Getty Images

A’s reliever Sean Doolittle reviews “Rogue One”

15 Comments

If you have some time to kill, here’s a straight-up review of “Rogue One: A Star Wars story” from Athletics reliever Sean Doolittle over at MLB.com.

I link this because (a) nothing else is going on; and (b) it gives me an excuse to talk about “Rogue One,” which I saw on Thursday night. No, I won’t spoil anything here. I make no promises that jerks in the comments won’t, however. Commenters are gonna comment so enter the thread at your own risk.

Anyway: I basically agree with everything in Doolittle’s review. It started a bit rocky and choppy and it was hard to follow at first. Not impossible — this is Star Wars, not a psychological thriller — but a bit bumpier than the usual spoon-fed exposition of a Star Wars flick. It gains momentum in the middle. The ending, however, is absolutely fabulous, giving us some things we’ve never seen before. Stuff we’ve always imagined playing out in the Star Wars universe but which has never been shown. That’s all I’ll say about that. Suffice it to say, the movie pays off wonderfully at the end.

As far as the normal movie review stuff: the characters, as Doolittle and other reviewers have noted, were less-than-wonderfully fleshed out, with the audience being given more in the way of archetypes than actual people. Maybe it’s enough in a Star Wars movie to have a “Hero,” a “Secondary, somewhat more reluctant and jaded hero,” a couple of stock warrior types and some comic relief. I dunno. There’s an argument to be made that the original trilogy characters were kind of lightly written too and only assumed a lot of heft by virtue of 40 years of Gen-X nostaliga doing the work that George Lucas never bothered to do. Indeed, I’d be eager to have that conversation. I can see both sides of it.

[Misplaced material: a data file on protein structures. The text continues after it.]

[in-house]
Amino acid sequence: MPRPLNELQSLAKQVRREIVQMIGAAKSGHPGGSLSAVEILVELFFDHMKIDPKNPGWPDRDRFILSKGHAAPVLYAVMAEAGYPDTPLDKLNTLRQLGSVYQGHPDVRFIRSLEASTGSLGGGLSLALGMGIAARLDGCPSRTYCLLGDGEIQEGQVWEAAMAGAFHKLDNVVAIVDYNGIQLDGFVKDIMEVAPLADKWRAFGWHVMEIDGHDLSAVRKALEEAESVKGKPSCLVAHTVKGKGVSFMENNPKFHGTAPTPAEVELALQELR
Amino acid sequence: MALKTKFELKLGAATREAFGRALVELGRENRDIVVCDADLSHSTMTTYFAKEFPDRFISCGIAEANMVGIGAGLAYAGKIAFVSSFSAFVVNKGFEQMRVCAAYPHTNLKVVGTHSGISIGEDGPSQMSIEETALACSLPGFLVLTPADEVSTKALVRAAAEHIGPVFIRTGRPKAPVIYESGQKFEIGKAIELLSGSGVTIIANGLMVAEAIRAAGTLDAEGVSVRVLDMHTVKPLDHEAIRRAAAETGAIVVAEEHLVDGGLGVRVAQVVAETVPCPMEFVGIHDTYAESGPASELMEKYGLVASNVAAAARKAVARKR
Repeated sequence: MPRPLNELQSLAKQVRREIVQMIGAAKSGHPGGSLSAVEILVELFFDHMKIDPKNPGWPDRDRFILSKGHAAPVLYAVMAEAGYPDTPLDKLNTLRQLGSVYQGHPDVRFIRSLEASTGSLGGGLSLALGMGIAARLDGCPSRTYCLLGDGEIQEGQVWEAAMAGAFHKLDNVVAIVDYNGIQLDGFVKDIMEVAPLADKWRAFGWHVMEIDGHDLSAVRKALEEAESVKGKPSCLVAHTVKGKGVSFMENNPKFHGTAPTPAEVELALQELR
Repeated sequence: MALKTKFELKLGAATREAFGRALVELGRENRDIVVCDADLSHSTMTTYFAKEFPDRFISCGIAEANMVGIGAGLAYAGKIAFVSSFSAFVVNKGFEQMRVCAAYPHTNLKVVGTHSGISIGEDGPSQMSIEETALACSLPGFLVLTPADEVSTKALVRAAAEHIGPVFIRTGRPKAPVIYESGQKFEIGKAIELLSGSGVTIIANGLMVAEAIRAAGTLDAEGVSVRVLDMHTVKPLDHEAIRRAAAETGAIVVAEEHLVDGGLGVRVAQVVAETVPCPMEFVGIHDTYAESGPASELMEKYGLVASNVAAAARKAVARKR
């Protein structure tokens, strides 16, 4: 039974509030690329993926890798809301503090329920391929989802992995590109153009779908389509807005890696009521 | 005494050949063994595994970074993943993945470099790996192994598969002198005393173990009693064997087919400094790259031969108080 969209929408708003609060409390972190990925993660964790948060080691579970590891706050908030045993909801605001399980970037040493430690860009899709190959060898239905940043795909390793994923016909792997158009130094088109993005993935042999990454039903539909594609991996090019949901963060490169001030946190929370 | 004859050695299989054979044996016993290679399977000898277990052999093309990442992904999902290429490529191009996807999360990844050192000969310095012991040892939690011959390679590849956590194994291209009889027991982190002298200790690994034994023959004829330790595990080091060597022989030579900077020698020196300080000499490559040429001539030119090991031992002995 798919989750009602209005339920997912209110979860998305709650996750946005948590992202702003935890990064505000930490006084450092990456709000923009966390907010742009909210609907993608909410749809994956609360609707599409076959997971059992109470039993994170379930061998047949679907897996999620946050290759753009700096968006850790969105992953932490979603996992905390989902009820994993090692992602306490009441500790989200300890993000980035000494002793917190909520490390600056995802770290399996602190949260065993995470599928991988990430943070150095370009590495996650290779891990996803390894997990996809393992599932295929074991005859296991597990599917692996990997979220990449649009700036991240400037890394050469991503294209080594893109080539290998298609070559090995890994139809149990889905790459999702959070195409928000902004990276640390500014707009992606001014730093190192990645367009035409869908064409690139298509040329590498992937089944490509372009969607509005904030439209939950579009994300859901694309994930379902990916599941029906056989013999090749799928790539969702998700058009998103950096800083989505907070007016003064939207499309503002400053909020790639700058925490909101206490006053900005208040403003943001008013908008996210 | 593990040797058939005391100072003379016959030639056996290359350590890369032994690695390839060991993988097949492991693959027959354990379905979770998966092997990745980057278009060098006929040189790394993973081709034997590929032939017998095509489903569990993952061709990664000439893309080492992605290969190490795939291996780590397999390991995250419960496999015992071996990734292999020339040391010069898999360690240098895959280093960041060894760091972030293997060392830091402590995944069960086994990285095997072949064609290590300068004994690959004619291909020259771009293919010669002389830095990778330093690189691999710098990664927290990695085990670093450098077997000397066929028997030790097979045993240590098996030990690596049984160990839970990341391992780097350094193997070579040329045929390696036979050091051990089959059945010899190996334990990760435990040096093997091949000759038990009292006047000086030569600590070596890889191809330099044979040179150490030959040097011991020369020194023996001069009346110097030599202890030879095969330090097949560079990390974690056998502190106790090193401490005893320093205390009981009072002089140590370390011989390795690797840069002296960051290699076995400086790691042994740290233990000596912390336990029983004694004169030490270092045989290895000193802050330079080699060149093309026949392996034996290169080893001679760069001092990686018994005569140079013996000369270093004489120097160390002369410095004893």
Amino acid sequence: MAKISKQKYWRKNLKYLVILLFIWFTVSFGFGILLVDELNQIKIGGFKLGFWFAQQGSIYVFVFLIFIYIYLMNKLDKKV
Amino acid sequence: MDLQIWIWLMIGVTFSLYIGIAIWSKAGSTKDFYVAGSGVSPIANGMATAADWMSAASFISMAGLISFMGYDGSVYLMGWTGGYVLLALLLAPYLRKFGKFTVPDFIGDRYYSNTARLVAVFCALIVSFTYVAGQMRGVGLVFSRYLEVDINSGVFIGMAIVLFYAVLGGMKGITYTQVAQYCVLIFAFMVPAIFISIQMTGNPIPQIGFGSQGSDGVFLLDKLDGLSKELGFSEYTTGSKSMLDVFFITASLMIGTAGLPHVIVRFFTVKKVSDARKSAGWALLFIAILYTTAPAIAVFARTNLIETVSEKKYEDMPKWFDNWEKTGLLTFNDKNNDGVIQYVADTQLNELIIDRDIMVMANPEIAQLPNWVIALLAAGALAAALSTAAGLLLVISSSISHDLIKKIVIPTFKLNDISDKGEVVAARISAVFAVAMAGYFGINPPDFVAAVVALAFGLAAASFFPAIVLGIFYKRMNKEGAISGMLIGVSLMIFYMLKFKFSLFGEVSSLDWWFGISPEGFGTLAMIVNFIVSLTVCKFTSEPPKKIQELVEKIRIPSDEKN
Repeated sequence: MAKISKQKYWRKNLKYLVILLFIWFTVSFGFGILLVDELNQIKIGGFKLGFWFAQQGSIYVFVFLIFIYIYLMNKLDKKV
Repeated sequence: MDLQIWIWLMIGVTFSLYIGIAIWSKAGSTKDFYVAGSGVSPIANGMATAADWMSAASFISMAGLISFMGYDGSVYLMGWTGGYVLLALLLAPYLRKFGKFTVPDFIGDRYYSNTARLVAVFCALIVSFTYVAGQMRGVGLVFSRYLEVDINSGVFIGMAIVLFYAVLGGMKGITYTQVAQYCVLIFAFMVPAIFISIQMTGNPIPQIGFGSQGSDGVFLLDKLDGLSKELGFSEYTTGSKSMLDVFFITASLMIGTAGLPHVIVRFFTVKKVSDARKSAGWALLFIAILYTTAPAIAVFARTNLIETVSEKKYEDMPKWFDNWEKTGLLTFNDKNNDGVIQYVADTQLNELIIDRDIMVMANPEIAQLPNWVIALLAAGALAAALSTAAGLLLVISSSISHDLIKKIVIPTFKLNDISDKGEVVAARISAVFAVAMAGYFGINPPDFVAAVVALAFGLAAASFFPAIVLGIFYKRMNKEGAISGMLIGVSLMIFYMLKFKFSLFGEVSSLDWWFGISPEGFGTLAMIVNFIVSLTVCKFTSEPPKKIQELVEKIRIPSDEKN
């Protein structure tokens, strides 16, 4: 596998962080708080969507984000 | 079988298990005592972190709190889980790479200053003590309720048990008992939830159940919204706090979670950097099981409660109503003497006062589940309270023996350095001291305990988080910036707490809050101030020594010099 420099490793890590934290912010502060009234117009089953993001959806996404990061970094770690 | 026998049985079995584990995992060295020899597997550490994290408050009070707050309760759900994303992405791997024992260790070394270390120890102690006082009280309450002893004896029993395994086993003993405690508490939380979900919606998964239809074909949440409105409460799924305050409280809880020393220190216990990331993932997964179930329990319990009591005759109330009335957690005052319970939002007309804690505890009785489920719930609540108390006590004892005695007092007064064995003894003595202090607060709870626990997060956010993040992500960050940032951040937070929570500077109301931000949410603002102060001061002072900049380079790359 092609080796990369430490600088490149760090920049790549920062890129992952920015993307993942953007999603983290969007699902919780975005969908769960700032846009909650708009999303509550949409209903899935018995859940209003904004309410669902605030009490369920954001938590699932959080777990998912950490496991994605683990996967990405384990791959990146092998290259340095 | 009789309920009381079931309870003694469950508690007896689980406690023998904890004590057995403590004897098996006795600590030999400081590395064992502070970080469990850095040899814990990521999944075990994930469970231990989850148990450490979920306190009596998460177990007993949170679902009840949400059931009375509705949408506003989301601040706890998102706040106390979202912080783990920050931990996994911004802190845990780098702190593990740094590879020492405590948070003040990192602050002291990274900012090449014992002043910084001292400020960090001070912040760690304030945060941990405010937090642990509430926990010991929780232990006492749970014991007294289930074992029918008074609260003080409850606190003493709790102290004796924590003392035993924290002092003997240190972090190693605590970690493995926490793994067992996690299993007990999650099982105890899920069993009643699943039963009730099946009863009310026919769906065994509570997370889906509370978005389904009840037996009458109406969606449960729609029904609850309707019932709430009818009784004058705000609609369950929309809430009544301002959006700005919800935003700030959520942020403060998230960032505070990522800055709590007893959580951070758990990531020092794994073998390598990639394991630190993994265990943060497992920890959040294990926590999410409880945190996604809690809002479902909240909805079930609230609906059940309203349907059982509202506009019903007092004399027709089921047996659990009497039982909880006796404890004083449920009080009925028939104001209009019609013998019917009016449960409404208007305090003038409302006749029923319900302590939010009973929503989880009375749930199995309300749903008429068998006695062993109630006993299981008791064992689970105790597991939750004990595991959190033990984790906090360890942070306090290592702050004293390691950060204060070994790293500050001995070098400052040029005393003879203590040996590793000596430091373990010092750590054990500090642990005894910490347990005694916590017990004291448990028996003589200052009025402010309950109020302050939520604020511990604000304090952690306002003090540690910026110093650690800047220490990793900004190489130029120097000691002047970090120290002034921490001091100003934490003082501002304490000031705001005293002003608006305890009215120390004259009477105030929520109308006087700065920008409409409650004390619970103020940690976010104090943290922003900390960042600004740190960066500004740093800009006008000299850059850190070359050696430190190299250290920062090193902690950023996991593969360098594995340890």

Ultimately, though, it doesn’t much matter. This is not Grand Cinema. It’s Star Wars. And as as Star Wars movie it works really well, even if it does things totally differently than any of the other seven movies in the series have done.

James Paxton will “nerd out big-time” to stay healthy next year

Getty Images
Leave a comment

To the surprise of, well, very few, the Mariners didn’t make the cut for the postseason this year. While they threw their hats in the ring for a wild card berth, their pitching staff just couldn’t stay healthy, from the handful of pitchers who contracted season-ending injuries in spring training to Felix Hernandez‘s shoulder bursitis to structural damage in Hisashi Iwakuma‘s right shoulder. Left-hander James Paxton missed 79 days with a lingering head cold, strained left forearm and pectoral strain. Heading into the 2018 season, the lefty told MLB.com’s Greg Johns that he plans to “nerd out big-time” in order to prepare for a healthy, consistent run with the club.

So far, Johns reports, that entails a new diet and workout program, hot yoga sessions and blood testing. “I just think there’s more I can do,” Paxton said. “I haven’t done the blood testing before. Finding out if there’s something I don’t know about myself. It’s just about learning and trying to find what works for me.”

When healthy, the 28-year-old southpaw was lights-out for the Mariners. He helped stabilize the front end of the rotation with a 12-5 record in 24 starts and supplemented his efforts with a 2.98 ERA, 2.4 BB/9 and 10.3 SO/9 through 136 innings. Despite taking multiple trips to the disabled list, he built up 4.6 fWAR — the most wins above replacement he’s compiled in any season of his career to date. Had he not been felled by a pectoral injury in mid-August — one that came with a five-week trip to the disabled list — the club might have been been able to make a bigger push for the playoffs.

Of course, even if Paxton manages to stay healthy next season, the Mariners still have the rest of the rotation to worry about. They cycled through 17 starters in 2017 and tied the 2014 Rangers with 40 total pitchers over the course of the season. Per GM Jerry Dipoto, their top four starters (Paxton, Hernandez, Iwakuma, and Tommy John candidate Drew Smyly) only contributed 17% of total innings pitched, just a tad below the 40% average. Finding adequate big league arms and compensating for injured aces (both current and former) will be tough. Still, getting a healthy, dominant Paxton back on the mound for 30+ starts would be a huge get for the team — whether or not the postseason is in their future next year.